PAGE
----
You have a post war .38 Miltary & Police revolver manufactured between September 1945 and April 1948. It has the modern hammer block safety introduced during the war and also has the old "Long Action", which was noted for it's smoothness. The current "short action" replaced it in April 1948.
The finish appears to be original to me with some normal wear from use. Grips are correct for the period.
That's a nice gun. I wouldn't change it at all.
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Old March 16, 2010, 01:08 PM   #1865
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S&W.38 special ctg 4.5 inch 3538++

Hi, I want to say how great this forum is, and ask about this S&W .38 special CTG w/ dates on the top of barrel Oct 8.01 Dec 17.01 and Sept 14.09I have tried to search the threads for a similar gun. But I haven't seen one with brass or copper inlay at the top of the grip can you tell me the age and value? thanks
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Old March 16, 2010, 07:08 PM   #1866
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gwalker99:
You have a .38 Miltary & Police Model of 1905 4th Change manufactured between September 1919 & December 1920. Your gun was made after the introduction of heat treated cylinders, so it should be fine to shoot with modern standard pressure ammunition.
Although it has a rudimentary internal hammer block safety, there was a case of this failing in WII when the gun was dropped, resulting in the death of a serviceman. It would be prudent to keep the hammer down on an empty chamber.
There should be gold colored S&W monogrammes at the top of the grips. the inlay may be the remains of these.
Severla million Military & Police revolvers have been maun factured over the last 111 years, so value is not high. Assuming good mechanical condition your gun is probably worth $150 to $225.
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Old March 16, 2010, 07:16 PM   #1867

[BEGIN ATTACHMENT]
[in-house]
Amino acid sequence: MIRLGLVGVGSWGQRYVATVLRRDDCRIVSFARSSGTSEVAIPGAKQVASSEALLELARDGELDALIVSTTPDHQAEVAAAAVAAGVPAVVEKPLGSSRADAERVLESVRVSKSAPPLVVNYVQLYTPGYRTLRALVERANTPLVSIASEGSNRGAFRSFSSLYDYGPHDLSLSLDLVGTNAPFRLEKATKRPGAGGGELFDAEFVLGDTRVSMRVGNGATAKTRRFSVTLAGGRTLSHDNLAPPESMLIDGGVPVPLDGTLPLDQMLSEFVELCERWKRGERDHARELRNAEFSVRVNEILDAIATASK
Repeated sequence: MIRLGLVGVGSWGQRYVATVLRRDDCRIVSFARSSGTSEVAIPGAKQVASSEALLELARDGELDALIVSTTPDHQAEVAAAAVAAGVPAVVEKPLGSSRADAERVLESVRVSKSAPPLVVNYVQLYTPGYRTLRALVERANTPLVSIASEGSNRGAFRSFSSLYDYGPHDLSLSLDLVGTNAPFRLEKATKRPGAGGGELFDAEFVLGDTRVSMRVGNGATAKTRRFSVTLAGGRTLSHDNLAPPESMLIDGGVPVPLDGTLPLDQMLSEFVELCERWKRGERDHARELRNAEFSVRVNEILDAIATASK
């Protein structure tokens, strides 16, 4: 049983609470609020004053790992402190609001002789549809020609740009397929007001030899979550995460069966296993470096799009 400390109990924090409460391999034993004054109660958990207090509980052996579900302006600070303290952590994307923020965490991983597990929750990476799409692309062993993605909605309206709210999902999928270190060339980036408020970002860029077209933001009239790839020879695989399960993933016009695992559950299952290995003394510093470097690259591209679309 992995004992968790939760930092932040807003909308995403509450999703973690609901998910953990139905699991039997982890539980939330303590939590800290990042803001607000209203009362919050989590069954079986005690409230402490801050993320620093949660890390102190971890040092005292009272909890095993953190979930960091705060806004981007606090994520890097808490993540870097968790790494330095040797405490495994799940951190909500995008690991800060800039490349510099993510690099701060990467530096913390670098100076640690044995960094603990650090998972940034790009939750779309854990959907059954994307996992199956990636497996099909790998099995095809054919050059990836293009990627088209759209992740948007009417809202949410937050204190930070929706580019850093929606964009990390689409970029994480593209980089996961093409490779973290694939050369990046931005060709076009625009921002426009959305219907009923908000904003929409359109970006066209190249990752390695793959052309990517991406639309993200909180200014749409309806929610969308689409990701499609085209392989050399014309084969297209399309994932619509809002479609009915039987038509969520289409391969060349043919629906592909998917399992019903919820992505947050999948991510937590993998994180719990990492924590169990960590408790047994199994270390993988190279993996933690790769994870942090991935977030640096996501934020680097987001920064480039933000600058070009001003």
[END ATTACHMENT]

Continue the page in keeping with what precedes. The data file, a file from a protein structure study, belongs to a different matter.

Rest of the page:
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thanks radagast...i was wondering what the gun is worth and maby some history on the gun? it has an internal hammer, grip safety and center brake...thanks for your help.
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Old March 17, 2010, 12:36 AM   #1868
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Radagast, that makes the pistol about same age as me - Jun46 - no wonder I am drawn to it!
Many thanks for the service, and
Cheers,
George Jacoby, Maj, USAF, Ret
Sumter, SC
(hope its joints are better off than mine )
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Old March 17, 2010, 09:06 AM   #1869
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goodeone:
The Safety Hammerless, New Departure (factory name) or Lemon Squeezer (nickname) was manufactured from 1887 to 1940 in .32 S&W and .38 S&W calibers. Usually found with short barrels, some 242981 .32 caliber firearms and 26493 .38 caliber firearms were manufactured.
The grip safety allowed for safe pocket carry, and the hammerless design allowed it to be fired in a pocket or drawn swiftly without hanging up. These were very popular firearms in their day, and although S&W did not come up with the hammerless design, they certainly popularised it, with Iver Johnson, Harrington & Richardson and various european manufactures coming out with their own hammerless designs.
The standard catalog of S&W gave the following values in 2006:
As new $600, Excellent plus: $500, Excellent $400, Fine $265, Very good, $265, Good $175, Fair $125, Poor $60.
Value for the six inch version may be slightly higher.
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Old March 17, 2010, 07:45 PM   #1870
rainbowbob